Now, imagine the wide range of possible ballots with some kind of mark that falls between the two aforementioned marks in their level of ambiguity. Consider a set of maybe fifty ballots laid out end to end on a whopping big table, the clear vote for a candidate on one end, the crazy mark that you can’t really assign to any candidate on the other.
Now you — yes you! — alone, and all by yourself, must walk back and forth in front of this table and find the one single ballot that is definitely a vote for a particular candidate that is sitting next to the almost identical ballot that is definitely not a vote for any candidate.
You must decide where this line … the line by which we decide if a person’s vote is accepted vs. not … shall be drawn, and everyone has to obey your ruling forever thereafter.
Now, if you think you would be comfortable doing that, then you are a moron and you need to go away. We have nothing more for you here. Be gone. But I think, rather, that you would figure differently. You would figure that you’d prefer to consult with a few people. Maybe look at precedence from similar spectra drawn from different ballots that show a parallel but different situation. You might not want to draw a stark line at all. You’d want to think about it.
Well, presto and abracadabra, with this rather reasonable thought process you’ve just recreated the situation that several hundred people scattered across the state of Minnesota were in during the recount process. No one was willing, and appropriately so, to draw that line in the exact place the line would eventually be drawn. Everyone was much more comfortable challenging a few ballots that were not clearly a certain thing (or clearly not a certain thing, or whatever) in order to make sure that the totality of that those that were challenged INCLUDED and did not EXCLUDE that line between valid and invalid. You can sit on your ass and tell me that that should have been 10 percent more ballots than valid for challenging, or maybe not 15, but again, that would make you a dumb monkey. We are lucky to have one in ten valid challenges given these circumstances. One in ten means everyone is doing their job exceedingly well. One in twenty even. This is how vagueness, uncertainty, and ever changing perceptions as more information is obtained stuff works.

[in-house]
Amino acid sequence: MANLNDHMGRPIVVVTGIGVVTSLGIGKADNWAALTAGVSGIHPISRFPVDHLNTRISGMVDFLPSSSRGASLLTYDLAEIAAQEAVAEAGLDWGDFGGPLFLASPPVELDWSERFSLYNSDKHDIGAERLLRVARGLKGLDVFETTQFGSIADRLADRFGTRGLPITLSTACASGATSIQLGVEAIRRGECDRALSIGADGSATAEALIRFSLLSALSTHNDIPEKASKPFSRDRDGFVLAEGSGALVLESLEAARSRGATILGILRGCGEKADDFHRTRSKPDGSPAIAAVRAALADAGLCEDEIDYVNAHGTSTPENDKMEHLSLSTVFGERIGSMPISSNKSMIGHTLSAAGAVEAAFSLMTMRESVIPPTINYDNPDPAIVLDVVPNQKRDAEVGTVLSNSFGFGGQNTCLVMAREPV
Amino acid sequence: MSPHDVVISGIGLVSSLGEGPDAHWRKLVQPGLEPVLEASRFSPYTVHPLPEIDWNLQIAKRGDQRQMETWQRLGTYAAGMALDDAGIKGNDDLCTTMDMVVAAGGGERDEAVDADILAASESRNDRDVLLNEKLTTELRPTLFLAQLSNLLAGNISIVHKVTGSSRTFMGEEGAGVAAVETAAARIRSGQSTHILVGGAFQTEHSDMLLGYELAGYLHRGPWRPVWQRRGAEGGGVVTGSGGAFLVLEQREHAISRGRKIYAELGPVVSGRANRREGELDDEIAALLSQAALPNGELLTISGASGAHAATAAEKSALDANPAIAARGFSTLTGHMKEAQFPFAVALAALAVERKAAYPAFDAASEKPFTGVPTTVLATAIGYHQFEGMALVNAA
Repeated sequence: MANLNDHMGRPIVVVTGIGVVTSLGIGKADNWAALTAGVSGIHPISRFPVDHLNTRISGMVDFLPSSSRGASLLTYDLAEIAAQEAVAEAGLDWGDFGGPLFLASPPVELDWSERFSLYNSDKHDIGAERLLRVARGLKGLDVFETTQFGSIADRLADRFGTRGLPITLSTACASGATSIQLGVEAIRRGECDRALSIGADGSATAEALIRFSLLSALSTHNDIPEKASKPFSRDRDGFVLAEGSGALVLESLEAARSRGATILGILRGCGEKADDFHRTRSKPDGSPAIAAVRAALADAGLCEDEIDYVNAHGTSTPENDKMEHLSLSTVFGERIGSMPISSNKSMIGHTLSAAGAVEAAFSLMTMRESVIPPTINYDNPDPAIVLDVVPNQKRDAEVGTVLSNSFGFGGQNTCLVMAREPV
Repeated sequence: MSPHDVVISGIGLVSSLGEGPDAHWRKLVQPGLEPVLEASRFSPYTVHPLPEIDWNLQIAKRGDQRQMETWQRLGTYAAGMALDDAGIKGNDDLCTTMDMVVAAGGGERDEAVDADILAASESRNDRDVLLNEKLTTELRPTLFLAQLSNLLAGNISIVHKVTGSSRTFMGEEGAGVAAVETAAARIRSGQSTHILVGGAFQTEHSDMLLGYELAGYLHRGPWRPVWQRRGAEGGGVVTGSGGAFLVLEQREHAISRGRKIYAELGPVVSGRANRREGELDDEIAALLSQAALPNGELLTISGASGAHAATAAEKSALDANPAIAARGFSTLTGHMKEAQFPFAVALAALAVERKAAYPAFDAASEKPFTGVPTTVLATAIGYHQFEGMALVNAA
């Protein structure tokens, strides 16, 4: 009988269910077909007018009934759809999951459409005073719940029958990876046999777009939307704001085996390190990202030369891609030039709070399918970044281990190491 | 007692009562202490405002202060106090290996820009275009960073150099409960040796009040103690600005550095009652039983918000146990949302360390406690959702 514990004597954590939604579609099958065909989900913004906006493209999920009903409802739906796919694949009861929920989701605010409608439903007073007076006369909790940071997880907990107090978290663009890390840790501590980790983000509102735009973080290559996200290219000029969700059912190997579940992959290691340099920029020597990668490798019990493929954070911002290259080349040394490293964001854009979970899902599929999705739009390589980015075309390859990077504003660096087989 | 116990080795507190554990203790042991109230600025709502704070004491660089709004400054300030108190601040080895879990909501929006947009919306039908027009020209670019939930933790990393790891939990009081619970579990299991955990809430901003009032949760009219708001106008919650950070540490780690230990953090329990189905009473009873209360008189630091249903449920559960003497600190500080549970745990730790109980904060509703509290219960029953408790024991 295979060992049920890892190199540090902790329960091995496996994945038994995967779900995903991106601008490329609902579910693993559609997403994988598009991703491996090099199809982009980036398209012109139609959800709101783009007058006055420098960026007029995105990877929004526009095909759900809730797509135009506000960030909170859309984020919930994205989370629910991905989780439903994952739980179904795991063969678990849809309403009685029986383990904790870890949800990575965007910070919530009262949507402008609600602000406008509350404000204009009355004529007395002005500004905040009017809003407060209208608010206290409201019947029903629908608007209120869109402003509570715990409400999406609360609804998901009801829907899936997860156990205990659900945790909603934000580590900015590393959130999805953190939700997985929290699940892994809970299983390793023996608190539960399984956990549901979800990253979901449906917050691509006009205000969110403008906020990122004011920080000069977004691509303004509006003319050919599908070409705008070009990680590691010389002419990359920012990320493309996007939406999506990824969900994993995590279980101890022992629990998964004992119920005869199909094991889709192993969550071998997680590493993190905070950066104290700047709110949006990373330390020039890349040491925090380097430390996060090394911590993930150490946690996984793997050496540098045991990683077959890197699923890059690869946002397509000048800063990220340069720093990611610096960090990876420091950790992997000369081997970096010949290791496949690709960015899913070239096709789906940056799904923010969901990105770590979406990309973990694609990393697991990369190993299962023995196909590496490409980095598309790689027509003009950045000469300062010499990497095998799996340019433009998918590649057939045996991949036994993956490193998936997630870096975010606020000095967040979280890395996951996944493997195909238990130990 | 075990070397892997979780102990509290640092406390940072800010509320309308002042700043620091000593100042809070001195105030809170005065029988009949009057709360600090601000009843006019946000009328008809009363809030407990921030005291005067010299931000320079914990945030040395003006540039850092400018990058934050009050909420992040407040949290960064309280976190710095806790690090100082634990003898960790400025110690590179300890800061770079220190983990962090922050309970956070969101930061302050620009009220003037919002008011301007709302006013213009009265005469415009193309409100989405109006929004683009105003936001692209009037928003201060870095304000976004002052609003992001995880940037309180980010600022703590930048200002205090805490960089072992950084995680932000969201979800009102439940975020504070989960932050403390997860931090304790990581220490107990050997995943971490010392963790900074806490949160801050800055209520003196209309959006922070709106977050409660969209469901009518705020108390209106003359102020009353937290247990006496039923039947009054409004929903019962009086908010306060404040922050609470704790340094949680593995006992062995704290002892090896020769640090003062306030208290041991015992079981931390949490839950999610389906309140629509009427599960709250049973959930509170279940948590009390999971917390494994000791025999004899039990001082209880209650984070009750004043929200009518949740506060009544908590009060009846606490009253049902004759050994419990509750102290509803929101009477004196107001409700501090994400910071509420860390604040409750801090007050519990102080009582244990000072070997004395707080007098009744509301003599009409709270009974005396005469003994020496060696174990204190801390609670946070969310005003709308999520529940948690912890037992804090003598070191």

I know this is really hard for most reporters to understand. Really hurts the brain to think of nuance, ambiguity, and complexity. Oh Lord, will you ever get through such a thought without having a concussion? I doubt it. But like it or not, this is the way it is. The process is big, complex, a bit subtle, and it takes time.
Today the state canvassing board finished going through the ballots that were challenged by Franken during the recount. These included ballots that were slated for Coleman but that the Franken team felt were either Franken votes (rare, possibly none of these held up under scrutiny) or that were not really Coleman votes for some reason (fairly common, quite a few held up under scrutiny) or were votes that were originally not allocated to either candidate but should have been allocated to Franken (again, quite a few of these).
Today the state Supreme Court (which in Minnesota is the high court) heard arguments buy Coleman’s side to have counties stop looking at absentee ballots that are considred likely to have been inappropriately rejected. I happen to agree with Jay Weiner who predicts that they will come back with a 5-3 ruling telling Coleman to stuff it.
Today esoteric and pretty much no-where arguments were heard by the Canvassing Board (who has been looking at the ballot challenges) by Coleman’s side that funny stuff was happening with duplicated ballots. This is not going to be considered further by the canvassing board beyond a brief discussion tomorrow, I predict, and could be a court challenge later. But probably not.
Tomorrow the canvassing board returns to the job of looking at challenges. They will now do the challenges issued by the Coleman side, which outnumber the Franken challenges 2:1.
And we’ll all be watching. Patiently.